American Resources Insurance Company, Inc. v. The Evolene Co., LLC, et al, No. 1:2007cv00035 - Document 147 (S.D. Ala. 2008)

Court Description: ORDER denying 135 Motion to Amend Findings and Conclusions and/or to Amend Judgment and/or for New Trial; denying 136 Motion for Sanctions. Signed by Judge William H. Steele on 12/1/08. (tgw)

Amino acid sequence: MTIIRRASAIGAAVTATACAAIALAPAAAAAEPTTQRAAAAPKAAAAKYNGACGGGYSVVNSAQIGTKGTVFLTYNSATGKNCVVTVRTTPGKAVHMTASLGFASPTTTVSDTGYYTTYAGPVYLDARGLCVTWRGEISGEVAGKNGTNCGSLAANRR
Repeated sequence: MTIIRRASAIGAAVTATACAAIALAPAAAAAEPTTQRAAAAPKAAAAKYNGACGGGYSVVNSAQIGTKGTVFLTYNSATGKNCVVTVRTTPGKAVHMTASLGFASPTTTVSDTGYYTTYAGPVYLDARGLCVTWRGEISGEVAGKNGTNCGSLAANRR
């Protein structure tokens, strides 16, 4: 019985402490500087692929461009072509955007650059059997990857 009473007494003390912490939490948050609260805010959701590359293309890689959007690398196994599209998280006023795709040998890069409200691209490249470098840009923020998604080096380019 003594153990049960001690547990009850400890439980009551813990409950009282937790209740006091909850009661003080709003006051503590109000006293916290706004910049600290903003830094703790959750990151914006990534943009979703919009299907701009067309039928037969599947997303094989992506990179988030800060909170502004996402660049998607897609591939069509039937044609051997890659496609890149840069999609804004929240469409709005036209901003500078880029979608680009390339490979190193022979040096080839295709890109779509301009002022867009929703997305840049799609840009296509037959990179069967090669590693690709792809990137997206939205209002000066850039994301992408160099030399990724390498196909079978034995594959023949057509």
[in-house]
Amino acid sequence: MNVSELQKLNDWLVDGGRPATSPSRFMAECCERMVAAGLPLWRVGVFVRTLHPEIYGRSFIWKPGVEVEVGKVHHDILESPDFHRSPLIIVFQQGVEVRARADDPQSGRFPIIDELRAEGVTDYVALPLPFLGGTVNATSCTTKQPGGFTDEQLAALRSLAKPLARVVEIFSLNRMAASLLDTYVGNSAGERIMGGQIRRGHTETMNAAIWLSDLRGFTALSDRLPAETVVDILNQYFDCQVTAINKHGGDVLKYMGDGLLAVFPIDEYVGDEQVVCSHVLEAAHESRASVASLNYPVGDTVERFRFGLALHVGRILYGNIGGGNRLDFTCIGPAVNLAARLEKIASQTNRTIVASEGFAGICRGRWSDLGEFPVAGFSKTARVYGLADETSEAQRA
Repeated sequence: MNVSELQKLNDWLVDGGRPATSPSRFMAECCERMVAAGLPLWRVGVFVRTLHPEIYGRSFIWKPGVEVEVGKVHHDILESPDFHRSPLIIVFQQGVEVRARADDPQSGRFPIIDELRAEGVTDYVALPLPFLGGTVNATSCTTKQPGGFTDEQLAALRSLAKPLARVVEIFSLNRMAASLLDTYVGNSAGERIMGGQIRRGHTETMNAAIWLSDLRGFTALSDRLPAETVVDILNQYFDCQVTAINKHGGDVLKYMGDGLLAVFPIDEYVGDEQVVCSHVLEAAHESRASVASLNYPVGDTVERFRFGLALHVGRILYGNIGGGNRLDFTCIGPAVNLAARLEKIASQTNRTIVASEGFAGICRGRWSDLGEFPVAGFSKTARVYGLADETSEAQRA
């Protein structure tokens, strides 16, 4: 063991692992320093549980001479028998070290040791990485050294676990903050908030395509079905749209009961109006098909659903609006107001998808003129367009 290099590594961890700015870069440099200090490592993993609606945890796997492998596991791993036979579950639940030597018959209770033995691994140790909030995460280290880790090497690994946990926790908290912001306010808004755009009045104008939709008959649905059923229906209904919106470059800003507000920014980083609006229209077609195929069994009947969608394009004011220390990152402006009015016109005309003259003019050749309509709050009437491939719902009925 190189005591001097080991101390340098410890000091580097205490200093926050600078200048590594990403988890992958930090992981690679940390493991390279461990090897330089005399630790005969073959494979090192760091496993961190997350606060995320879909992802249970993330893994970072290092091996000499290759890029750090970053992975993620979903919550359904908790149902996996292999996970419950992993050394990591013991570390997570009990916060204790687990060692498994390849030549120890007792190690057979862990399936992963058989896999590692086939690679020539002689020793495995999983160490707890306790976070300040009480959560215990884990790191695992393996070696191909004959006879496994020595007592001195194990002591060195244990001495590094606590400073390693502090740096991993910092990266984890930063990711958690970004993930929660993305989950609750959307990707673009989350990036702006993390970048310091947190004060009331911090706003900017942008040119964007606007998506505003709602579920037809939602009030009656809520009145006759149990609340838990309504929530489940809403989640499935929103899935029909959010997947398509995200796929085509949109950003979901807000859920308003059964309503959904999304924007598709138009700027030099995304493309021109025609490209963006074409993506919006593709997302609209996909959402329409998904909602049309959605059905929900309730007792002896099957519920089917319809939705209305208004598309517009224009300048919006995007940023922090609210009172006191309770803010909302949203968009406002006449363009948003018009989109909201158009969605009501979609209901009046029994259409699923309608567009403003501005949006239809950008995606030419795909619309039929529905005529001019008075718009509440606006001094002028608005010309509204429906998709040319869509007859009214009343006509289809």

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American Resources Insurance Company, Inc. v. The Evolene Co., LLC, et al Doc. 147 IN THE UNITED STATES DISTRICT COURT FOR THE SOUTHERN DISTRICT OF ALABAMA SOUTHERN DIVISION AMERICAN RESOURCES INSURANCE) COMPANY, INC., ) ) Plaintiff, ) ) v. ) CIVIL ACTION 07-0035-WS-M ) THE EVOLENO COMPANY, LLC, et al.,) ) Defendants. ) ORDER This matter is before the Court on the motion of defendant Susan Marino to amend findings and conclusions and/or to amend judgment and/or for new trial, and on Marino’s motion for sanctions. (Docs. 135, 136). The parties have filed briefs and evidentiary materials in support of their respective positions, (Docs. 135-39, 141-43), and the motions are ripe for resolution. After carefully considering the foregoing, the Court concludes that both motions are due to be denied. BACKGROUND The plaintiff brought suit against Marino and six other defendants, including The Evoleno Company, LLC (“Evoleno”), in which Marino was a member. The plaintiff dismissed three of the defendants pursuant to Rule 41(a)(1), and two others pursuant to Rule 41(a)(2), (Docs. 3, 97), leaving only Evoleno and Marino as defendants. Evoleno and Marino were initially represented by counsel, but they were granted leave to withdraw due to the defendants’ failure to pay their fees. (Docs. 79, 83). The defendants failed to obtain substitute counsel; instead, Marino attempted to represent the interests of both herself and Evoleno, (Doc. 114), despite being advised by the Court several times that an artificial entity must be represented in federal court by a licensed attorney. (Docs. 80, 83, 116). Evoleno’s failure to obtain counsel, along with numerous other violations of applicable rules and orders, resulted in the entry of default judgment against it. (Doc. 129). Marino’s pro se status did not preclude her from representing her own interests, and the case as to her proceeded to final pretrial conference. Prior to the conference, the parties submitted a joint pretrial document, as required by the Court’s standard order. One of the plaintiff’s claims against Marino was for breach of fiduciary duty. With respect to this claim, under the heading, “Agreed Facts,” the joint pretrial document listed the following: (1) “Ultimate entered into a Trust agreement with ARIC. Marino was appointed as one of three Trustees of the Trust”; (2) “Marino never performed her duty as a Trustee of the Trust and allowed in excess of $4 million to be withdrawn from the Trust” for improper purposes; (3) “Marino never provided any oversight of the Trust, never demanded an accounting of the Trust, never required there to be at least two signatures in order to withdraw money from the Trust, and never required proof that the money withdrawn from the Trust was used to pay claims of vehicle service contract holders”; and (4) “ARIC was damaged by the breach of fiduciary duty. It lost in excess of $4 million from the Trust which should have been available to pay claims.” (Doc. 120 at 14-15). The parties also submitted an agreed listing of the legal elements of a claim for breach of fiduciary duty, (id. at 13-14), and the agreed facts established each of those elements, including damages of at least $4 million. No disputed facts were listed for this claim, other than a reference to those asserted in opposition to the plaintiff’s claim for breach of contract. (Id. at 15). Those disputed facts did not remotely touch on the plaintiff’s claim for breach of fiduciary duty. (Id. at 7-10).1 At the pretrial conference, the Court inquired whether the submitted joint pretrial document represented the parties’ joint effort, whether Marino’s electronic signature was 1 The story was similar with respect to each of the plaintiff’s claims, except that as to some of them the agreed facts did not quantify damages and/or confirm causation. -2- her own, and whether the parties were prepared to proceed on the basis of the document. Marino responded in the affirmative on all counts. The Court thereafter entered a pretrial order incorporating by reference the joint pretrial document. (Doc. 121 at 2, ¶ C.1). In light of the parties’ agreement that Marino breached her fiduciary duty and caused the plaintiff at least $4 million in damages thereby, the Court granted the plaintiff’s post-pretrial conference motions to dismiss and for judgment as a matter of law, entered judgment for the plaintiff in the amount of $4 million, and dismissed without prejudice the remainder of the plaintiff’s claims against Marino. (Docs. 127, 128, 134).2 DISCUSSION I. Motion to Amend/for New Trial. Marino invokes Rules 52(a), 52(b), 59(a)(2), 59(d) and 59(e). (Doc. 135 at 1; Doc. 138 at 1). Rule 52 does not apply because it deals only with trials, and there was no trial in this case. Rules 59(a) and (d) do not apply for the same reason. That leaves Marino with Rule 59(e), a motion to alter or amend the judgment. “The only grounds for granting [a Rule 59] motion are newly-discovered evidence or manifest errors of law or fact.” Arthur v. King, 500 F.3d 1335, 1343 (11th Cir.2007) (internal quotes omitted) (bracketed material in original). Moreover, “a Rule 59(e) motion [cannot be used] to relitigate old matters, raise argument or present evidence that could have been raised prior to the entry of judgment.” Id. (internal quotes omitted) (bracketed material in original). As discussed below, Marino can satisfy neither requirement for relief. 2 See generally 6A Charles A. Wright & Arthur R. Miller, Federal Practice and Procedure § 1527 at 263-64 (2nd ed. 1990) (“Courts generally hold stipulations, agreements, or statements of counsel made at the pretrial conference binding for purposes of trial.”). -3- A. Grounds for Relief. Marino’s motion is based on the proposition that plaintiff’s counsel, without authorization, altered the agreed and disputed facts she submitted to him for inclusion in the joint pretrial document. (Doc.135, ¶¶ 4, 5).3 To establish this proposition, she has submitted an affidavit from her sister, Sandra Marino, and a number of exhibits.4 The plaintiff has responded with an affidavit from counsel and its own set of exhibits. Because the parties’ evidence does not conflict on any material point, the Court need not choose between differing versions of the facts. The Court’s standing order governing final pretrial conferences requires the parties to present a joint pretrial document which, separately for each triable claim or affirmative defense, includes: “(1) a listing of its legal elements ...; (2) a statement of the agreed facts specifically related to that claim or defense; and (3) a statement of the disputed facts specifically related to the claim or defense.” (Doc. 74 Attachment at 2, ¶ 4.C). The plaintiff created the first draft of the joint pretrial document and, as is common in the development of such documents, included under each claim a generous helping of agreed facts supportive of its case.5 The cover letter accompanying this submission to Marino explicitly advised her that “[y]ou will need to do two things. First, you will need to review the ‘Agreed Facts’ in each part of ‘Triable Claims.’ You will need to tell me any facts which you dispute.” (Doc. 141, Exhibit A). There can be no doubt that Marino was 3 While Marino has submitted a 23-page brief, (Doc. 138), it deals exclusively with the purported merits of the case, not with the instant motions. The same may be said as to most of the attached exhibits. 4 The affidavit, though plainly and explicitly that of Sandra, is executed not by her but by Susan. (Doc. 139 at 14). The document therefore is not an affidavit at all but only an unsworn, unsigned statement. Because the plaintiff has not moved to strike the document on those grounds, the Court considers it despite its deficiencies. 5 (Doc. 138-43, EVO 3000). The portions of this document in black are exactly as Marino received it from the plaintiff, with the portions in red inserted by Sandra. (Sandra Affidavit, ¶ 13). -4- on notice that the burden lay with her to specifically designate as disputed some or all of the plaintiff’s agreed facts as to its claims for relief. In her revisions to the plaintiff’s draft, Sandra did not do so.6 Indeed, she did not address the plaintiff’s statement of triable claims at all. What she did submit was a lengthy statement of the case, (Doc. 138-43, EVO 3000 at 4-7), which is not a statement of disputed facts and which in any event did not remotely address the claim for breach of fiduciary duty. Her only other substantive contribution was a listing of Evoleno’s “triable claims,” their legal elements, and (her) agreed facts relative to them. (Id. at 11-20). She then inserted an essentially verbatim repetition of the defendants’ answer, generally denying the complaint’s allegations and listing 23 “affirmative defenses.” (Id. at 20-28). Counsel for the plaintiff called Sandra, who confirmed that the triable claims she listed were Evoleno’s counterclaims. (Jackson Affidavit, ¶ 6).7 Counsel informed Sandra that he would move this portion of the joint pretrial document to a point after all the plaintiff’s triable claims (Sandra had inserted it between the plaintiff’s first and second triable claims). He also advised that he could not agree to Sandra’s statement of the case but would move it so that it would appear under the “disputed facts” for each of the plaintiff’s claims. (Id.). Finally, he advised that he would remove the extensive 6 Sandra freely acknowledges that she represented the interests of Susan in developing the joint pretrial document for filing with the Court. She also admits that she is not a lawyer. (Sandra Affidavit, ¶ 23). She thus appears to be flirting with the unauthorized practice of law. See Ala. Code § 34-3-6(a) (“Only such persons as are regularly licensed have authority to practice law ....”); id. § 34-3-6(b) (“For the purposes of this chapter, the practice of law is defined as follows: Whoever, ... [i]n a representative capacity appears as an advocate or draws papers, pleadings or documents, or performs any act in connection with proceedings pending or prospective before a court ....”); id. § 34-3-7 (unauthorized practice of law is a misdemeanor). 7 This would be clear even absent Sandra’s concession, since they are listed by her as “Defendant: :II. Triable Claims,” and since they are the same causes of action asserted in Evoleno’s counterclaim. (Doc. 65 at 25-31). -5- repetition of the answer. (Id.). Sandra agreed to these changes. (Id.). The parties then focused their attention on developing a statement of the case to which both could agree, resulting in the version made part of the joint pretrial document. (Id., ¶¶ 9-13; Sandra Affidavit, ¶¶ 15-17). It is plain from this review that plaintiff’s counsel did not alter any submission of admitted or disputed facts concerning the plaintiff’s claims for relief, because Sandra provided none. What he did do, properly and with Sandra’s consent, was to move her statement concerning Evoleno’s counterclaims to the proper place in the document, to delete her regurgitation of the answer, and to supply her with some disputed facts (transplanted from her statement of the case) which she had herself failed to provide. Sandra asserts that counsel “moved her answers of ‘disagree’ into the ‘agreed’ [sic],” (Sandra Affidavit, ¶ 21), but the comparison between the original draft and the finished product which she says reveals this conduct plainly does not do so, for the simple reason that she did not provide any disputed facts as to the plaintiff’s claims. To the extent she is suggesting that counsel had an affirmative duty to develop for her a list of disputed facts based on the contentiousness of her statement of the case, she identifies no authority for such a duty, and the Court is aware of none.8 To the extent Sandra is suggesting that counsel inappropriately moved some of her proposed agreed facts as to Evoleno’s counterclaims into the disputed category, his conduct was precisely that in which litigants are expected to engage when developing a joint pretrial document. It is precisely the conduct in which Sandra should have engaged had she any intention of disputing the plaintiff’s agreed facts relative to its claim of breach of fiduciary duty, and it is precisely what counsel advised her to do.9 8 In any event, counsel did in fact move the entirety of Sandra’s initial statement of the case to disputed facts, but they fail to address breach of fiduciary duty. 9 The only document in which Sandra used the word “disagree” was a version of the plaintiff’s initial statement of the case, removed from the proposed joint pretrial -6- In summary, Marino’s claim that counsel improperly altered the agreed and disputed facts she submitted for inclusion in the joint pretrial document is unsupported by, and affirmatively refuted by, the evidence. Assuming without deciding that such conduct would reflect or support a finding of manifest error for purposes of Rule 59(e), no such conduct occurred and no relief is available. B. Timing of Request. Marino cannot successfully invoke Rule 59(e) to “raise argument ... that could have been raised prior to the entry of judgment.” Arthur, 500 F.3d at 1343; accord Stone v. Wall, 135 F.3d 1438, 1442 (11th Cir.1998) (“The purpose of a Rule 59(e) motion is not to raise an argument that was previously available, but was not pressed.”). The plaintiff’s motion for judgment as a matter of law was filed on October 10. (Doc. 124). Marino had until October 17 to file any opposition, (Doc. 121 at 3-4, ¶ D.6), but she neither filed a response nor sought leave to do so before the Court granted the motion and entered judgment on October 23. (Docs. 127-28). Because everything Marino has placed before the Court on the instant motion was in her possession from at least September 30, when the joint pretrial document was filed, the argument she now makes is one she could have, and should have, made prior to entry of judgment. Accordingly, it is not a fit subject for relief under Rule 59(e). document sent by counsel to Marino and placed in a separate document, with its formatting altered and the single word “DISAGREE” added in red at the top. (Doc. 13844, EVO 3060). Counsel denies ever receiving such a document, (Jackson Affidavit, ¶ 15), and Sandra nowhere swears that he did. Nor does she rely on this document in support of her theory that counsel moved disagreed material into the agreed category. (Sandra Affidavit, ¶ 21). At any rate, disagreeing generally with the opponent’s statement of the case in the introduction to the joint pretrial document is no substitute for identifying, as disputed, specific agreed facts proposed by the opponent in support of a particular claim for relief. Any other rule would require one litigant to develop its opponent’s disputed facts on behalf of the opponent, and to do so with no guidance as to what truly is, and is not, disputed. -7- II. Motion for Sanctions. The motion for sanctions depends on a favorable resolution of the previous motion. Because that motion fails, this one does as well.10 CONCLUSION For the reasons set forth above, Marino’s motion to amend findings and conclusions and/or to amend judgment and/or for new trial, and motion for sanctions, are denied. DONE and ORDERED this 1st day of December, 2008. s/ WILLIAM H. STEELE UNITED STATES DISTRICT JUDGE 10 The only individuals associated with improper behavior in this case are Susan and Sandra Marino. As noted, Sandra has purported to represent Susan in this litigation without a license to practice law. Sandra even attended the pretrial conference but left the room at Susan’s request when her extreme and unprofessional agitation became too much even for her sister to bear. The Marinos also continued to purport to represent Evoleno despite receiving multiple orders from the Court detailing their legal inability to do so. Their distortions of events at the pretrial conference, (Sandra Affidavit, ¶ 19), while perhaps reflecting their unfamiliarity with legal procedures, likewise fall below the level of civility and professionalism demanded of federal litigants. -8-